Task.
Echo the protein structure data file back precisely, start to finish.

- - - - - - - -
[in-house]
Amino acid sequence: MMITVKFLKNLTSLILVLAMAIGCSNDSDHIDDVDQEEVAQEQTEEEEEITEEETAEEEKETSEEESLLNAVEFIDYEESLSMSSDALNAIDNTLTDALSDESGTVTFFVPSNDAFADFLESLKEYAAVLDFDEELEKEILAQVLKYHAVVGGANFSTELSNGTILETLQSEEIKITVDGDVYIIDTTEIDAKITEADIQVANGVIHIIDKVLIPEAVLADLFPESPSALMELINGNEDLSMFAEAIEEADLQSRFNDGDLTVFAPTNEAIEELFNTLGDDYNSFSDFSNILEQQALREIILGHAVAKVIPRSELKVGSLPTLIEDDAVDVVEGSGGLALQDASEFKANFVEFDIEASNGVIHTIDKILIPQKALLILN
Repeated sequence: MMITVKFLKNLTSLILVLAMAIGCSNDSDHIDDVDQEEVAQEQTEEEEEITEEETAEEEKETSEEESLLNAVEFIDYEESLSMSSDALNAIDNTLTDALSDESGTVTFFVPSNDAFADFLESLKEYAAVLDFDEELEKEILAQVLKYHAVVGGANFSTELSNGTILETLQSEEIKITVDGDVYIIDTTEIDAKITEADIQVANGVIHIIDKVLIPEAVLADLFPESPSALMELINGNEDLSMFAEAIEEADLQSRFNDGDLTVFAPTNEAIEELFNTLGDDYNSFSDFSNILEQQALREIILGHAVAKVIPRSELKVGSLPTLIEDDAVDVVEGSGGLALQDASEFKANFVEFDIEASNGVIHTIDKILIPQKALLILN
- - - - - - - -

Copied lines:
[in-house]
Amino acid sequence: MMITVKFLKNLTSLILVLAMAIGCSNDSDHIDDVDQEEVAQEQTEEEEEITEEETAEEEKETSEEESLLNAVEFIDYEESLSMSSDALNAIDNTLTDALSDESGTVTFFVPSNDAFADFLESLKEYAAVLDFDEELEKEILAQVLKYHAVVGGANFSTELSNGTILETLQSEEIKITVDGDVYIIDTTEIDAKITEADIQVANGVIHIIDKVLIPEAVLADLFPESPSALMELINGNEDLSMFAEAIEEADLQSRFNDGDLTVFAPTNEAIEELFNTLGDDYNSFSDFSNILEQQALREIILGHAVAKVIPRSELKVGSLPTLIEDDAVDVVEGSGGLALQDASEFKANFVEFDIEASNGVIHTIDKILIPQKALLILN
Repeated sequence: MMITVKFLKNLTSLILVLAMAIGCSNDSDHIDDVDQEEVAQEQTEEEEEITEEETAEEEKETSEEESLLNAVEFIDYEESLSMSSDALNAIDNTLTDALSDESGTVTFFVPSNDAFADFLESLKEYAAVLDFDEELEKEILAQVLKYHAVVGGANFSTELSNGTILETLQSEEIKITVDGDVYIIDTTEIDAKITEADIQVANGVIHIIDKVLIPEAVLADLFPESPSALMELINGNEDLSMFAEAIEEADLQSRFNDGDLTVFAPTNEAIEELFNTLGDDYNSFSDFSNILEQQALREIILGHAVAKVIPRSELKVGSLPTLIEDDAVDVVEGSGGLALQDASEFKANFVEFDIEASNGVIHTIDKILIPQKALLILN